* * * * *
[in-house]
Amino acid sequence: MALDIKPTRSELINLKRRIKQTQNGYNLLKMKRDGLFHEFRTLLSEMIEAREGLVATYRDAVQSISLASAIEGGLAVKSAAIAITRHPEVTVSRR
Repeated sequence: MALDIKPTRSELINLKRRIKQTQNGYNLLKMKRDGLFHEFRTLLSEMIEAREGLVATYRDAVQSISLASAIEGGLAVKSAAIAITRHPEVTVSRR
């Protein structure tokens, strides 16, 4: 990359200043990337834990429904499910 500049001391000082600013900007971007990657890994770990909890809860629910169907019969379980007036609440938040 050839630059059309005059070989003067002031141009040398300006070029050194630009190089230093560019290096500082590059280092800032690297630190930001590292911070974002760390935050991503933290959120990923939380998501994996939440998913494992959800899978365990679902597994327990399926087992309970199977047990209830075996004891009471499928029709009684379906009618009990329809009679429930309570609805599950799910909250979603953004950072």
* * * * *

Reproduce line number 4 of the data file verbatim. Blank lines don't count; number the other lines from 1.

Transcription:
């Protein structure tokens, strides 16, 4: 990359200043990337834990429904499910 500049001391000082600013900007971007990657890994770990909890809860629910169907019969379980007036609440938040 050839630059059309005059070989003067002031141009040398300006070029050194630009190089230093560019290096500082590059280092800032690297630190930001590292911070974002760390935050991503933290959120990923939380998501994996939440998913494992959800899978365990679902597994327990399926087992309970199977047990209830075996004891009471499928029709009684379906009618009990329809009679429930309570609805599950799910909250979603953004950072």